Anti-racist author, educator, and essayist Tim Wise speaks during the forum on racism Thursday at Woodward High School. The event was sponsored by the Toledo Community Coalition and The Blade.
Author and activist Tim Wise challenged Toledo residents to examine and explore issues of inequality to solve problems stemming from institutional racism — an inherited legacy of discrimination that he said needs to be dealt with now.
“The problem is when you are caught up in a system of inequality, sometimes you don’t see that. It’s very easy to miss the stuff that you don’t have to see ...,” he said.
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A diverse, standing-room-only audience at Woodward High School’s 575-seat auditorium attended and applauded Mr. Wise’s speech on Thursday. The Nashville author of White Like Me: Reflections on Race from a Privileged Son provided the keynote speech during the two-hour community forum “Changing Minds and Changing Lives: Combating Racism,” which was sponsored by The Blade and the Toledo Community Coalition.
Mr. Wise pointed out examples of inequality — from prisons whose inmates are disproportionately black, to vast pay discrepancies between white and black workers, and to classrooms where black and Latino students are twice as likely to be taught by the least experienced teachers.
He said these “systemic realities” of racism need to be understood before they can be corrected.
“We inherit the legacy of everything that has come before,” he said. “We like to talk about the good; we just don’t want to deal with the bad.”
In a speech punctuated by bursts of audience laughter, applause, and nods of agreement, Mr. Wise called for conversation about race to lead to examination and solutions, not paralysis.
“You cannot fix that which you will not explore and examine,” he said.
Understanding racism and solving local problems is the aim of an effort kicked off by Thursday’s forum. Organizers plan to hold additional forums in coming months, involve the public in initiatives geared to students and churches, and form small, inter-racial “dialogue to change groups” that will meet weekly for six to eight weeks.
Organizers were heartened by the strong attendance and enthusiastic reception to future initiatives. Many people filled out cards expressing interest in future small groups, said the Rev. Karen Shepler, a coalition member.
A standing-room only crowd filled the 575-seat auditorium at Woodward High School in Toledo to hear keynote speaker Tim Wise, followed by a discussion panel with community leaders.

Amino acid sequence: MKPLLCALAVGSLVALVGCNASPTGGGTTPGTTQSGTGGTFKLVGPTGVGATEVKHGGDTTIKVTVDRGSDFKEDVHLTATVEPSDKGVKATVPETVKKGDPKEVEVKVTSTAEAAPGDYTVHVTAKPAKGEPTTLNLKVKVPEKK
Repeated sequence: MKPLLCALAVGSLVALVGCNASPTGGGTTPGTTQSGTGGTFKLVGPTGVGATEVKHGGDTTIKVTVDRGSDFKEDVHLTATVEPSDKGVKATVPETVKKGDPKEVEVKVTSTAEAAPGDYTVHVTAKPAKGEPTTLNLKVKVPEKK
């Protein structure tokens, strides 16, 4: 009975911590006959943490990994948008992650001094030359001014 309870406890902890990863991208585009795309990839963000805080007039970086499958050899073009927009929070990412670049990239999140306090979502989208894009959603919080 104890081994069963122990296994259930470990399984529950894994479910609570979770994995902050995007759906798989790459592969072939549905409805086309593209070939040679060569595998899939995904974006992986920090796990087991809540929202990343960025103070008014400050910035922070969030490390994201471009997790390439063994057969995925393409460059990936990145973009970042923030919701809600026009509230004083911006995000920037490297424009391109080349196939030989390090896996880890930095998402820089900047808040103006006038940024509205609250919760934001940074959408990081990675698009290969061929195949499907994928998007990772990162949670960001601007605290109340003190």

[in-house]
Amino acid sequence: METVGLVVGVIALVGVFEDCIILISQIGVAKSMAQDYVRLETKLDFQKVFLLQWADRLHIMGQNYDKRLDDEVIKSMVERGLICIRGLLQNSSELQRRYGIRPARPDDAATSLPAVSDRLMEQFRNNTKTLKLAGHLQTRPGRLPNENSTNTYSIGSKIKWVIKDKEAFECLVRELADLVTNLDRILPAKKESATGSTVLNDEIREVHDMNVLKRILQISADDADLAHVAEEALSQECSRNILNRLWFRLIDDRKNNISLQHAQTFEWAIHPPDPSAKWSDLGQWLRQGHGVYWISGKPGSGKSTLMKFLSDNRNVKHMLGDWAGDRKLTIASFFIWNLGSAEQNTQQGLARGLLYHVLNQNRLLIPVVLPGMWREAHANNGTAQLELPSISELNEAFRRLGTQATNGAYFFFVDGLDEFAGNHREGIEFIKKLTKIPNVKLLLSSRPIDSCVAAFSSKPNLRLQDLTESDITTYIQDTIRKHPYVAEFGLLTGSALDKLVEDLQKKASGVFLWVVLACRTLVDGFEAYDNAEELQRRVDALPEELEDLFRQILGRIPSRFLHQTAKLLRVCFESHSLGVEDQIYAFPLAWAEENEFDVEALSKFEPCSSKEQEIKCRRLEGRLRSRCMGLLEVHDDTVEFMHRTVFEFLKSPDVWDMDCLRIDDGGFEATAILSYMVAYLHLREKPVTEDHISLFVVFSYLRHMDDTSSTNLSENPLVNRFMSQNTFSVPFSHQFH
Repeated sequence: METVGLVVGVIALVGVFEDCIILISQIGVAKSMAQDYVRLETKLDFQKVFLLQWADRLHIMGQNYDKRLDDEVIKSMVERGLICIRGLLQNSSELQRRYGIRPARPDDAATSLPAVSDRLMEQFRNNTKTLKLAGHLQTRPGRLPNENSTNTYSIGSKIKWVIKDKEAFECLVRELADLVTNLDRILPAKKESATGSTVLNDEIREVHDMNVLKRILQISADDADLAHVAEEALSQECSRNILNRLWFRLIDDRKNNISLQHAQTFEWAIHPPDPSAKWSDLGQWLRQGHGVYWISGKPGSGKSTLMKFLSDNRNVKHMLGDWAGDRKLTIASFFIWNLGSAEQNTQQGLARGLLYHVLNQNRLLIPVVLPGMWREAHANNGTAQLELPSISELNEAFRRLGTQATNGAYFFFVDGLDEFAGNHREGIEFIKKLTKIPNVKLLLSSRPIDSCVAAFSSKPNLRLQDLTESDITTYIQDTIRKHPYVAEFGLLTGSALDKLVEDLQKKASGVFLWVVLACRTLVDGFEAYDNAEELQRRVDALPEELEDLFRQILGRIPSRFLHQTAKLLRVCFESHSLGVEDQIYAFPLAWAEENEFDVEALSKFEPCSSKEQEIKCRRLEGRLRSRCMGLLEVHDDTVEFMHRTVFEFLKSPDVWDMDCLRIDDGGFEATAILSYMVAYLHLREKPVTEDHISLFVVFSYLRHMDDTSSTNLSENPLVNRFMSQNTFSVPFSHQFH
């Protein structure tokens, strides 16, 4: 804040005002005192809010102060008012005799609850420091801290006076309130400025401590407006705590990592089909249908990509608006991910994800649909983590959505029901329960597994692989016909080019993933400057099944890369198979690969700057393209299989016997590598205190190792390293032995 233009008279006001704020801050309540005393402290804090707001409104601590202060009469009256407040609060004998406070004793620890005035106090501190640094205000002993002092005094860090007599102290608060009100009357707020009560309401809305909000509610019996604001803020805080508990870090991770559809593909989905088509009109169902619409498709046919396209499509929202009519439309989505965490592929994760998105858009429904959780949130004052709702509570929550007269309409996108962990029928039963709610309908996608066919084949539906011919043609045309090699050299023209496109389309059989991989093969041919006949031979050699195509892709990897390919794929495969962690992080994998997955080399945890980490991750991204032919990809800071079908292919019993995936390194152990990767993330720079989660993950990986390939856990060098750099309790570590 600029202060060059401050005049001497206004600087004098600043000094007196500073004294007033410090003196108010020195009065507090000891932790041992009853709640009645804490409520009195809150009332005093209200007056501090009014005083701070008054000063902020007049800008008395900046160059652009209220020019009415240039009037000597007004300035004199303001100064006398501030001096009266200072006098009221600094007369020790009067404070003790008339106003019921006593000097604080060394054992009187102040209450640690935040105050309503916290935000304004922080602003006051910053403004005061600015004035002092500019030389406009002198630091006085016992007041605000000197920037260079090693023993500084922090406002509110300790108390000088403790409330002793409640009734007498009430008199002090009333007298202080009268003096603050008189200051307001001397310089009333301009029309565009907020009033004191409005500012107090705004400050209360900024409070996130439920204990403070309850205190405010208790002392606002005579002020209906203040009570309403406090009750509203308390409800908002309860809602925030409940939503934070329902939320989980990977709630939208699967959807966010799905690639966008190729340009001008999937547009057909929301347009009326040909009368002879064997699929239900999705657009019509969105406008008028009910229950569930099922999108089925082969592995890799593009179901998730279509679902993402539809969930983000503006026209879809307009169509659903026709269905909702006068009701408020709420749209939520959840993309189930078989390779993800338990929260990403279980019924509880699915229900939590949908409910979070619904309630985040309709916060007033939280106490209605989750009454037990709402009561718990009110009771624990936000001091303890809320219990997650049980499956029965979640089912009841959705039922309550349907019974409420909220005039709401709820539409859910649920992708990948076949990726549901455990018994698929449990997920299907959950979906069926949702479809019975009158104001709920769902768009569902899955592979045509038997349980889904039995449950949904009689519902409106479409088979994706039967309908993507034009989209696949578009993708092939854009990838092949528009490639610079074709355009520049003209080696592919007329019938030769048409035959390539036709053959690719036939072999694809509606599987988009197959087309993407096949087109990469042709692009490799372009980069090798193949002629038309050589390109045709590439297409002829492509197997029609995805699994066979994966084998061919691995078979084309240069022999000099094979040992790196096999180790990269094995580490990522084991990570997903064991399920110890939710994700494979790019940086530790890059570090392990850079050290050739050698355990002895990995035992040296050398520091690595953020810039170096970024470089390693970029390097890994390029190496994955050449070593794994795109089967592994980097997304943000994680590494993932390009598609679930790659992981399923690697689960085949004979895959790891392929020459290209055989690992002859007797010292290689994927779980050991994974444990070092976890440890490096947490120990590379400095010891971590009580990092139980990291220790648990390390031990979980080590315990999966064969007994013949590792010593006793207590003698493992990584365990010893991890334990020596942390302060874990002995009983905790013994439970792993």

The Rev. Robert A. Culp, pastor of First Church of God in the Old West End and coalition co-chairman, praised the turnout from business, government, and educational leaders.
“It bodes very well for the future, if persons will sign up and follow through. We are on our way for a real breakthrough. I see the possibility really of this being more than just nice forums. I see it becoming really a movement that will actually produce change in our city,” Mr. Culp said after the event.
Organizers were motivated to hold the forum after The Blade’s publication of “Battle Lines: Gangs of Toledo,” a series that started in April and sparked discussions about gangs and race. The acquittal of George Zimmerman in the Florida fatal shooting of black teenager Trayvon Martin provided another timely reason to discuss racial issues locally.
Baldemar Velasquez, president of the Farm Labor Organizing Committee who participated in a panel of community leaders after the forum, called for the city to convene a gang summit, provide job training for gang members, and encourage community organizing in neighborhoods.
The Blade initiated its gang series after the mayor refused to make available a police map showing where local gangs operate. John Robinson Block, publisher and editor-in-chief of The Blade, said he wants to help in any way with the alleviation of the city’s gang problem and wants to know what can be done in the short-term regarding gangs.
Mr. Block said it’s important for newspapers to be in “the middle” of community conversations, such as the one launched by Thursday’s forum, which he attended.
“There’s a need for some organization to help out, so we were happy to do that,” he said.
The city has “not ignored the gang issue,” said Mayor Mike Bell, who said he would consider Mr. Velasquez’s ideas “if there’s some content to what he is saying.”
Left to right host Jerry Jones, Baldemar Velasquez, president of the Farm Labor Organizing Committee, Dr. Lorna Gonzales, Race Relations Educator, Rev. Dr. Larry Clark, Pastor of the First United Methodist Church in Sylvania, Lisa McDuffie, President/CEO of YWCA of Northwest Ohio, and Karen Mathison, President, CEO of The United Way of Northwest Ohio.
The mayor praised the forum and the main speaker, Mr. Wise. Whether it and related efforts will lead to citywide change on racial issues is something that remains to be seen, he said.
“We have a lot of people that are willing to talk, very few people prepared to bring action. So, when they are prepared to bring action then we’ll see the change,” Mayor Bell said, adding that he’s ready to “bring action every day.”
For Ella Hall of Toledo attending the forum was a chance to find out what she can do to help better the city. Mrs. Hall, who said she was the only black student to graduate in her 1959 class from the then-Holland High School, said she believes change occurs when people “get to know each other.”
“We’re all the same … good and bad and everything,” she said. “I say more social contact … getting to know people. That’s the important thing, because the worst thing in the world is fear.”
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